Tom Heap is a television and radio presenter, best known for his contributions to the BBC’s Countryfile series, along with Panorama investigations and Radio 4’s Costing the Earth. So, when it comes to sustainability and renewable energy, Tom is particularly knowledgeable.
Tom lives in a picturesque village in the Warwickshire countryside and originally installed solar panels on one of his outbuildings in 2012, at the height of the Feed-In tariff payments.
At this time, Tom had two main motives for installing solar PV:
- He thought it would be a good idea to generate his own electricity as he had a perfect roof for it and was motivated by the climate change imperative
- There was a good financial incentive to do so (with a FIT of 44p per kwh). Even though it cost a lot more to install the equipment back then, the system is now generating between £1,500 and £2,000 per year with FiT payments included.
So, if we now fast forward to a year ago…
Tom was doing some work on his house and thought it would be a good time to look again at renewable energy, this time with a view towards heating his house. He was considering more solar panels, but also a battery to store energy as technology had now moved on to such a degree that batteries were now a plausible option.
In fact, there were two main reasons for installing the battery:
- To time-shift the power generated so that renewable energy could be used at all times in the day
- Without a feed-in tariff, it’s even more important to actually use as much of the power you generate yourself, rather than giving it back to the National Grid.
The system is currently 60% autonomous, which means that 60% of the energy Tom is using has come from renewable sources (solar PV and battery storage). Considering that he’s using some of the energy in the evenings for heating (drawing stored electricity from the battery), that’s an impressive return.
This has led to general behaviour changes around the house as, even though energy is stored by the battery there are certain activities that are still done when the sun shines. For example, if the house needs additional heating during the day, Tom will put the electric radiators on as it is effectively ‘free heating’.
In addition, Tom has installed an eddi, an add-on to the system that diverts excess energy to the hot water system, which Tom thinks is fantastic,
“it’s really noticeable when it is active as the hot water temperature is much warmer when the sun is shining!”
When the system was originally installed, there was an expected rate of return of 11.6% with annual revenue from the system of around £500. With changes to the way that Tom is now heating the house and using electric for other things such as cooking, there is now a greater demand on electricity in comparison to other energy sources. However, as 60% of this is coming from the solar panels, it is being generated with a much smaller carbon footprint and reducing Tom’s annual energy bills by around £500, which is as per the original expectations.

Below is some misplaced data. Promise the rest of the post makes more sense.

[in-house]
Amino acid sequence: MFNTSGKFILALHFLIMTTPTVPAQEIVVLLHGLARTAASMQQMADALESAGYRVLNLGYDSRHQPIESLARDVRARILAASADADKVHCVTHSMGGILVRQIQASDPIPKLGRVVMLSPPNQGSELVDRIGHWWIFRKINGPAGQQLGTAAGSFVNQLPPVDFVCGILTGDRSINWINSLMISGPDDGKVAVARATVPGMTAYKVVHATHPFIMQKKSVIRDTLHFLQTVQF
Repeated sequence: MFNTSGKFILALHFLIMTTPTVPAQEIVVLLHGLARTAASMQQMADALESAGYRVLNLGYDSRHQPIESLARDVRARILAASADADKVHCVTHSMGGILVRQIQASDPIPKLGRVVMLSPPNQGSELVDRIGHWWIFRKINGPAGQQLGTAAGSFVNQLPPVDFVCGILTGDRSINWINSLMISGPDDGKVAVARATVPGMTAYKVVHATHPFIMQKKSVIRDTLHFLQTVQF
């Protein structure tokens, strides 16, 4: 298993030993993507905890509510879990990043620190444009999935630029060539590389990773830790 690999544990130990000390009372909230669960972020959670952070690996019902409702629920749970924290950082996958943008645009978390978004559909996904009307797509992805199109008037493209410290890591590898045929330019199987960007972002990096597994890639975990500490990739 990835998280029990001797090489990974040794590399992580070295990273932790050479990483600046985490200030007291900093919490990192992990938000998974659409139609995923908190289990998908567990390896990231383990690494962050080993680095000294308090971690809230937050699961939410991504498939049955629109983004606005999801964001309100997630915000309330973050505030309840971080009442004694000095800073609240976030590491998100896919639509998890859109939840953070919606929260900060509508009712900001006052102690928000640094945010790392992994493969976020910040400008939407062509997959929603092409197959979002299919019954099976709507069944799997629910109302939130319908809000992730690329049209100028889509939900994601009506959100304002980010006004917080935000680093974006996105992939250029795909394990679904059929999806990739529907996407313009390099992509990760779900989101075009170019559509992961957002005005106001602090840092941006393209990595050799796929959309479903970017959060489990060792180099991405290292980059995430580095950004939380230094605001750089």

In addition, with big changes in the costs of production and installation of renewable energy systems, it cost a lot less overall to install this new system than Tom’s original panels 8 years ago, and that’s including the battery!
Tom now feels a personal sense of satisfaction that he is ‘doing his bit’ to reduce his impact on climate change and feels that he has achieved his original objectives. In fact, he is now considering more renewable energy options, such as small wind turbines to generate power from wind – a good combination with solar, as the power generated is not dependent upon the sun, meaning that when one system is not generating much power, the other one generally would be.
Tom originally chose Caplor to install his solar PV system after meeting Gareth and was impressed with the Caplor philosophy to renewable energy.
“In this industry you need to engage and establish relationships with suppliers, it’s not just fit and forget, so building up trust and respect is important.”
When asked what he would say to others thinking about installing renewable energy, he said:
“It definitely makes sense for anyone who has a concern about climate change and wants to make a difference. With the government making plans to stop traditional gas boilers being installed in new build homes from 2025, now is the time for homeowners to really think about the efficiency of their homes, with considerations around alternative heating methods such as electric or heat pumps.”
Tom has now installed a 4 kw solar PV system on his roof, with a Sonnen battery to store the energy he is generating, along with some aesthetically pleasing electric radiators in the house. These radiators have been sensitively designed as marble slabs, deliberately made with lower wattage so that they would be fully compatible with solar and take a consistently lower draw on energy generated from the panels.
From previous experience with his other solar PV system, Tom was aware of the level of energy that a 4kw system could generate, but he also knew that energy could only be used whilst the panels were actually working and drawing power from the sun, hence the need for a battery. It was always part of the idea to use electricity for heating, and Tom wanted to time-shift it for when the sun isn’t shining, one of the primary motivations for installing the battery.